To catch you up, Kaylen Hinds of England, formerly Arsenal and now also of Wolves, is a free agent. Effectively sacked by his German club after refusing to return from London for preseason training. Written warnings were fired off - and ignored. A six-figure fine imposed - and dismissed. Hinds left Wolfsburg, from their side of the table, with no other option. And so barely a year into his three-season deal, his contract was terminated.
For his part, the England U20 striker claimed a missing passport for initially failing to report for preseason. But as the days - let alone weeks - dragged on, Wolfsburg knew something was up.
Marcel Schaefer, the club's new sports director, recognised as much as early as the first week of August.
"It is no secret that it does not take so long to apply for a passport. There are other ways and possibilities," he stated. "It may also be that there is a lot of bad luck in the matter.
"It's a bad situation for everyone involved."
Schaefer then hinted at what many were long suspecting: "If he is here, we will sit down in detail and analyse what went wrong there. But it is clear that something went wrong, and you cannot do that. It is also clear that we cannot simply accept such a thing."
There was something wrong. And VfL should've twigged long before Hinds left the country at the end of last season. Shunted off to second division Greuther Furth at the end of January, the loan move was a disaster for Hinds. He managed just the one appearance, amid being demoted to the club's reserve team.
In preseason, Hinds was granted a chance by VfL in the Cup - and made a full Bundesliga debut against Borussia Dortmund. That €1.5m VfL paid Arsenal for the youngster was looking money well spent. But a few months on, Hinds found himself being sent to the second division - then weeks later demoted to the II's.
For Hinds, he was left to his own devices - literally. In a foreign country, needing to speak a foreign language. Wolfsburg must have known they were risking their investment. After all, this was the same lad, who as a 15 year-old playing for Leyton Orient, wanted to accept an offer from Manchester United, but chose Arsenal to be close to family and friends.
The 2.Bundesliga isn't the Championship in England. And playing for those II teams is even a harder slog. Back in the day, this column was involved with a couple of young foreign lads trying to make it in Germany. But outside the Bundesliga, it's very, very tough. And you can understand Hinds thinking he could be doing all this - and still be close to family - back in London.
At Furth, having overcome some injury problems, Hinds finally made his one and only first team appearance in May - and looked hopelessly unfit and overweight. As Schaefer stated, something was wrong.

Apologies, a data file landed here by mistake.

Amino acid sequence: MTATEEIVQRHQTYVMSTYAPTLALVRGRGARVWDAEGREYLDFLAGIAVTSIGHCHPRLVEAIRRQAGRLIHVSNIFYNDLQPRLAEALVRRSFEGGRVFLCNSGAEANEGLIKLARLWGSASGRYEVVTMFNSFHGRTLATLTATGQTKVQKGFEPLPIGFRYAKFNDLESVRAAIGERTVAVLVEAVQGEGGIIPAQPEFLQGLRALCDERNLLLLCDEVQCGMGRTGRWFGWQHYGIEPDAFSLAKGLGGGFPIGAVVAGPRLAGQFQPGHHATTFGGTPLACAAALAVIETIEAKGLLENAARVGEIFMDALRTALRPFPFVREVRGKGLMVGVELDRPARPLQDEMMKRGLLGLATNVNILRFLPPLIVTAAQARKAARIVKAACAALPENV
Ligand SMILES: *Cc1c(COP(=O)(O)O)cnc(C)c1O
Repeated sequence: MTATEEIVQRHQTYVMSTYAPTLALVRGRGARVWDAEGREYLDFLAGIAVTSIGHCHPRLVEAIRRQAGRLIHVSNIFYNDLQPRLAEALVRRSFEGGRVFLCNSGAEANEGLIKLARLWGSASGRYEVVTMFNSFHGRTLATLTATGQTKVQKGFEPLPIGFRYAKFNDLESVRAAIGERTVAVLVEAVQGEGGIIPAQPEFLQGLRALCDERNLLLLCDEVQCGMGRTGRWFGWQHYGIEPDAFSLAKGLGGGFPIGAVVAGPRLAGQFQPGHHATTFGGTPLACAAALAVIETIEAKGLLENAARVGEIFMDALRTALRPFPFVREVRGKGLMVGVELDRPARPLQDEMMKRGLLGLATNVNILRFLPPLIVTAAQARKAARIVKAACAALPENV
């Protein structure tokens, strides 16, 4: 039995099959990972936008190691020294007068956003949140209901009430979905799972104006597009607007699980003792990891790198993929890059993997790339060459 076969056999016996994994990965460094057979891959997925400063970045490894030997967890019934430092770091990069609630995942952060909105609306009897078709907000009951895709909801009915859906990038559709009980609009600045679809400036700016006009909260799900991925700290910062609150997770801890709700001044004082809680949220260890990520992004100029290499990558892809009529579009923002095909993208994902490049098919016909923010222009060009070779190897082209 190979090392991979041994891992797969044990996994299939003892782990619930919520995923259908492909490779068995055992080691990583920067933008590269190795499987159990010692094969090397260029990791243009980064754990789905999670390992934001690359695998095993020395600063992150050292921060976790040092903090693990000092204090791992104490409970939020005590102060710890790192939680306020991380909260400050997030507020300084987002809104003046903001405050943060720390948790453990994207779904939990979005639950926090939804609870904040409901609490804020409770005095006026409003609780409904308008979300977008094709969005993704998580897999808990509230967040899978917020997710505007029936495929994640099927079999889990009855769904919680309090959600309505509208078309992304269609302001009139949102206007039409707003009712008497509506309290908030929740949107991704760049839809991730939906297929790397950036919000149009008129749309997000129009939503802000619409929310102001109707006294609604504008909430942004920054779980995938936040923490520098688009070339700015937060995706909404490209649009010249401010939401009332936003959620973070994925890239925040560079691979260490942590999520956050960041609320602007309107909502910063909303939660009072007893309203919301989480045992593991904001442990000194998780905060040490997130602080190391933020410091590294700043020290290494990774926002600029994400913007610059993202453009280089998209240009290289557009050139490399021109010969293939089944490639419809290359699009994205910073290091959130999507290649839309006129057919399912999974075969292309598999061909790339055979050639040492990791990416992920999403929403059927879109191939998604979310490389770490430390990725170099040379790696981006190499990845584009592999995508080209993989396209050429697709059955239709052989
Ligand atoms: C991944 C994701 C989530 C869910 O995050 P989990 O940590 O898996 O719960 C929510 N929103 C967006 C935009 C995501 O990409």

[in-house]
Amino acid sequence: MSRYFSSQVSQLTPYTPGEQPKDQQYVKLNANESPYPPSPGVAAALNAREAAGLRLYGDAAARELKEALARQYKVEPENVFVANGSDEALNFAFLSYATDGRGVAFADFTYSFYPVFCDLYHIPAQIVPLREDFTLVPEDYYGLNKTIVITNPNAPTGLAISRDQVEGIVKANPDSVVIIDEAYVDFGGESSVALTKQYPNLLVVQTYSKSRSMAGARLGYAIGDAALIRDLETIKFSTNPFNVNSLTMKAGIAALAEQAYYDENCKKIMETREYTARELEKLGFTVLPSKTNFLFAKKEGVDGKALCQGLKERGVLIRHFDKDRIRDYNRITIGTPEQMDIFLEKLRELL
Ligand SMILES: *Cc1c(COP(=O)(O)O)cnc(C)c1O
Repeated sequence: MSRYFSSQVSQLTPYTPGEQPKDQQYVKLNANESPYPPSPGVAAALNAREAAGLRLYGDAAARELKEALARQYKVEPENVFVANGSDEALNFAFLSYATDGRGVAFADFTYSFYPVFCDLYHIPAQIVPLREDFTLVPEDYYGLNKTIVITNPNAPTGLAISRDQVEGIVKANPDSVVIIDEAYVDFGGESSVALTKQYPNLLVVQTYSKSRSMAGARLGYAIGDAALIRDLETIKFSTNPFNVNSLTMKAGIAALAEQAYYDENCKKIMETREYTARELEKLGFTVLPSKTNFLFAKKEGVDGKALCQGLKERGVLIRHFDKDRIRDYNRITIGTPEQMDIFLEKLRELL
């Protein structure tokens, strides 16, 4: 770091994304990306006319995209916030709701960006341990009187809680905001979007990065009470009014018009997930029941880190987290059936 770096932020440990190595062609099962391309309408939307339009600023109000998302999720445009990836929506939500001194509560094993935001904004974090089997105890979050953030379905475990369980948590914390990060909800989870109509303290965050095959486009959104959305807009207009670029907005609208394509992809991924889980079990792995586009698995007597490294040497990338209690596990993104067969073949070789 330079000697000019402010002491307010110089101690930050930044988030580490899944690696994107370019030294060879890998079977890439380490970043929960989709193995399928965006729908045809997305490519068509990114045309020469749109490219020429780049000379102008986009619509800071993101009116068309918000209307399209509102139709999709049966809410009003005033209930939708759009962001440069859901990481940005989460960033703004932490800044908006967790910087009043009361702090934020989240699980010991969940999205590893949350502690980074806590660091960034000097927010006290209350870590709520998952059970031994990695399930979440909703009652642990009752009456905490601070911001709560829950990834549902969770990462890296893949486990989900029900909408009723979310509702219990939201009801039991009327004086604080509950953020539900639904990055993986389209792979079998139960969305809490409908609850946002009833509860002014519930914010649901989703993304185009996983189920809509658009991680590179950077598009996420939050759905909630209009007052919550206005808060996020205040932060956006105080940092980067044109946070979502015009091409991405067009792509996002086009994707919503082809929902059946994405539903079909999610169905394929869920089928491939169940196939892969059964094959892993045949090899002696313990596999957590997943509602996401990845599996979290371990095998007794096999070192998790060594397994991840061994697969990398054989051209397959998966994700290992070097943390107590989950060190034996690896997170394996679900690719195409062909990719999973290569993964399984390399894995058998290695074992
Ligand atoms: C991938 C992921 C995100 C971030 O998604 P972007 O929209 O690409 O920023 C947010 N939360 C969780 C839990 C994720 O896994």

And after clocking Hinds, Wolfsburg should've acted. If the lad wasn't going to play, better to get him back to (at least semi) familiar surroundings. But they blew it. And their reaction to him going AWOL only reinforced the perception of a half-hearted approach to the player's well-being. Instead of someone getting on a plane to talk to the lad, they warned him via letter. Instead of getting a fitness trainer and German tutor organised for London, they fined him. And instead of talking to London clubs about doing preseason with them - even taking him on a short-term loan, well, they issued a termination. €1.5m deal down the drain. Better yet, make that €5m - which was the valuation the board had placed on Hinds when it became obvious he wasn't coming back.
That's not to say Hinds is blameless. He'll have to live with the manner of his departure for some time. Such reputations can be difficult to shake. He should've been up front with Wolfsburg. The club deserved better than going AWOL and claiming a lost passport. It's the dog ate my homework stuff...
And there's a lesson also here for the FA. Where were they? One of nation's brightest young talents finding himself homesick and out of shape playing in the II's in Germany. England should have had a representative keeping in contact with Hinds, VfL and Furth. With so many of the country's best young players now testing themselves abroad, the FA should be putting together a team of mentors and scouts - and making them available to those now trying to make it abroad.
Over 20 years ago Brian Kerr, the brilliant former Irish youth coach, was doing similar on his own - no matter whether the lad was at a Premier League club or running around in the Conference. And his reward was the 1998 U16 and U18 Euros Double - something Ireland has never come close to since. If it was good enough for Kerr all those years ago, there's no excuse for the FA not to get involved in a situation like Hinds now.
For now, Hinds remains on the sidelines, with no response made since the dismissal. Clearly burned by last season, you hope he learns from the mistakes he made - and realises the fault was not all his own. There's plenty of blame to go around for this one.